Eggs, Bunnies & Fun

Easter Bunny History

Easter is one of the most important of Christian festivals that is celebrated to commemorate the resurrection of the Lord Jesus Christ. Easter is celebrated to bring to an end the 40 days of fasting and abstinence that people practice during the Lenten season. The festival of Easter coincides with the arrival of spring season; the colourful season in the world.  Easter is filled with various symbols and motifs, many of which have been inspired by pagan beliefs and customs that people practiced before the advent of Christianity.

One such Easter tradition is that of the Easter hare of rabbit. The Easter rabbit or Easter bunny is a very integral part of the Easter festivities, and one cannot imagine Easter celebrations without the Easter bunny. Small children eagerly wait for the Easter bunny on the Easter eve to bring them gifts and goodies.

People start decorating their house with Easter bunny posters to get into the festive mood. People believe that rabbits are the fertility symbol on the earth and served as symbol of the new life during the spring season. This little bunny has a lot of importance on the Easter day, but many people are unaware of the actual history of the Easter bunny. It is very important to understand the history of Easter bunny, so that you can get a better understanding of this great festival.

The ancient pagan customs and traditions are the roots from where the origin of Easter bunny came to the existence. The pagans considered rabbits or hares as the symbol of fertility as the rabbits can give birth to the multiple offspring at a time. As they are fertile animals, rabbits became the rising fertility symbol in these ancient cultures. Ancient cultures celebrated the coming of spring at the Vernal Equinox. Many cultures had various gods and goddesses of fertility who they would worship at the onset of spring for a better harvest. These gods and goddesses would be given offerings of grain and seedlings in anticipation of a good crop.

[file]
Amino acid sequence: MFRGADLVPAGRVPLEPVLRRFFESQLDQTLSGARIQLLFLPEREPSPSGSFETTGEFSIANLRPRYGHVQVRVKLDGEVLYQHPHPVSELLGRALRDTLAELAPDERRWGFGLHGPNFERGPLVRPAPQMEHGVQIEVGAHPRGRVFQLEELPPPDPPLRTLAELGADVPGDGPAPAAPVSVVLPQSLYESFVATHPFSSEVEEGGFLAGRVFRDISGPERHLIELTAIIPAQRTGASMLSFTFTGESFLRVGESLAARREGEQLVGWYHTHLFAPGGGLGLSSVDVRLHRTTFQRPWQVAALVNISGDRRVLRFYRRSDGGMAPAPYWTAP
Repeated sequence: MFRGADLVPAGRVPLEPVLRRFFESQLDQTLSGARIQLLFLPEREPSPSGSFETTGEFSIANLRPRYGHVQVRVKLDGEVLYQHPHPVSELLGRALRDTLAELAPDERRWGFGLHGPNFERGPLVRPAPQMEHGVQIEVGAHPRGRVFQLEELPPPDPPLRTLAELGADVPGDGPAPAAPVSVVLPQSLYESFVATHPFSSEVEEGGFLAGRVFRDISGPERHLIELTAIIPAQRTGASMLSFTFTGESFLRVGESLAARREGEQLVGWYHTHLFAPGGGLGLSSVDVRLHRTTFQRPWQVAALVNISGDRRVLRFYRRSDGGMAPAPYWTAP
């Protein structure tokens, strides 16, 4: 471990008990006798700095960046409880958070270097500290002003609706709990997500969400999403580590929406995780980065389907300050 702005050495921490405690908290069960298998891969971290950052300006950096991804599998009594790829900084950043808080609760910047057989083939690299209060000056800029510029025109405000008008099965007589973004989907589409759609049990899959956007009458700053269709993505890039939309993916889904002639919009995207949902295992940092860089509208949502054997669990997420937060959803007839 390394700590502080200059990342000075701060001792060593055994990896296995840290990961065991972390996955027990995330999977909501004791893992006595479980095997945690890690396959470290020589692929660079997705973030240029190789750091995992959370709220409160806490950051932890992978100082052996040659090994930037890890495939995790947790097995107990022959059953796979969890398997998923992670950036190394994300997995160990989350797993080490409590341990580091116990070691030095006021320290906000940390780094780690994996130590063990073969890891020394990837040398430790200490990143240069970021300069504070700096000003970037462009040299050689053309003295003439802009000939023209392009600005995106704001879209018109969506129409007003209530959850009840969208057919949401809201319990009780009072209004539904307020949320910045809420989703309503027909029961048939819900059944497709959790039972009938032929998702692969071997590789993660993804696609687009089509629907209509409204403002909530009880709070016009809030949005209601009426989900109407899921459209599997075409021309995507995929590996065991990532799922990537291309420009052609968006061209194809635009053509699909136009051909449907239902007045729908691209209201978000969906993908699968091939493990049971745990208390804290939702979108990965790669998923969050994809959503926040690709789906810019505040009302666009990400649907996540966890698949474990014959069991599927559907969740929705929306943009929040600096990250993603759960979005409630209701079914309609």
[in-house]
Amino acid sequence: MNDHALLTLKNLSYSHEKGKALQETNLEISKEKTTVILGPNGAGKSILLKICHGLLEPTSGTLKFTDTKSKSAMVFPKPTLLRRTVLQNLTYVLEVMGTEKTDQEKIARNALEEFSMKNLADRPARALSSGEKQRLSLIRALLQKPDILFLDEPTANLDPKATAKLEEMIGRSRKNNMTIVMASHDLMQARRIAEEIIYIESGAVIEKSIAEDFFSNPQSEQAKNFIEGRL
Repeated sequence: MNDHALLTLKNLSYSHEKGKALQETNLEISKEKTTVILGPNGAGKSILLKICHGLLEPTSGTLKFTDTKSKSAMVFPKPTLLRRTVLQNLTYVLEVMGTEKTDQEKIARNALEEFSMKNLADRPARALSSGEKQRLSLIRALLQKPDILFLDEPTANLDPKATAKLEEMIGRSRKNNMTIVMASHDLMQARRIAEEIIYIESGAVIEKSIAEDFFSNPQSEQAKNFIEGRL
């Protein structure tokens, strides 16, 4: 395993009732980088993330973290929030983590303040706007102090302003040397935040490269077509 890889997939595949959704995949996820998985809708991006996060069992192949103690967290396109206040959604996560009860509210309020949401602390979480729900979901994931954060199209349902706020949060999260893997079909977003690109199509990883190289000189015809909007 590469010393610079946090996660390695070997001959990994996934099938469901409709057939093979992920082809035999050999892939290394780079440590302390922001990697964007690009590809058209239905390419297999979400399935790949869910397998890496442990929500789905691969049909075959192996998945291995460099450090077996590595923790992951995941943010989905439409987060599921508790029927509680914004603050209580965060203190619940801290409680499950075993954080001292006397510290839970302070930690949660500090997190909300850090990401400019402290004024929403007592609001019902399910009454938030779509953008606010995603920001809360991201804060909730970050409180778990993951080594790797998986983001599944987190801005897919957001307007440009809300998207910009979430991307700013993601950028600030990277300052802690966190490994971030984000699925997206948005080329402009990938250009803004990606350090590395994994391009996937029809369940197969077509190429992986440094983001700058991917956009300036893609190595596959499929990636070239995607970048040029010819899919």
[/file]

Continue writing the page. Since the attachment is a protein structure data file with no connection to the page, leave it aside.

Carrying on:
The rabbit or bunny character is revered around the world in different cultures and traditions. Many Asian cultures call the rabbit as a sacred messenger to the divine. The Buddhists and Egyptians have created special meaning for the bunny. Western Europe believes rabbit as a symbol of fertility and new life.

One of the Saxon goddesses, Eostre who was the goddess of fertility was symbolized by the hare or rabbit. It is also said that  the Goddess Eostre – the most worshiped Pagan deity had once retrieved a wounded bird which was dying due to the chilly winter in a snowy forest .The goddess made her survive in the snowy forest by converting the bird into a hare. As the bird was converted into a hare, it started laying eggs. To show its gratitude to Eostre, the rabbit started decorating its eggs and offered these eggs to the goddess every spring season. This is the legend of how rabbits came into the existence. This legend gave rise to the pagan custom of decorating eggs and using the hare or rabbit as a symbol of Eostre during the spring festival of Eostre.

The Easter rabbit was a tradition followed in Germany, where people said that the Easter hare would lay eggs for children who had been good through the year. In the early 1500s the Easter bunny symbol was first mentioned in German writings. The first edible Easter bunnies were made in Germany during the early 1800s where the chocolate bunnies were first made and distributed among the people. The chocolate Easter bunnies were made up of confectionery material, sugar and pastries.

The Easter Rabbit was introduced to America by the German settlers  in the early 1700’s. It was only in the late 1800’s that Easter started gaining popularity in America as a popular festival.

There are different traditions that are followed about Easter Bunny and still continued till today. Easter bunny has a tremendous importance for beginning the new life in today’s world.

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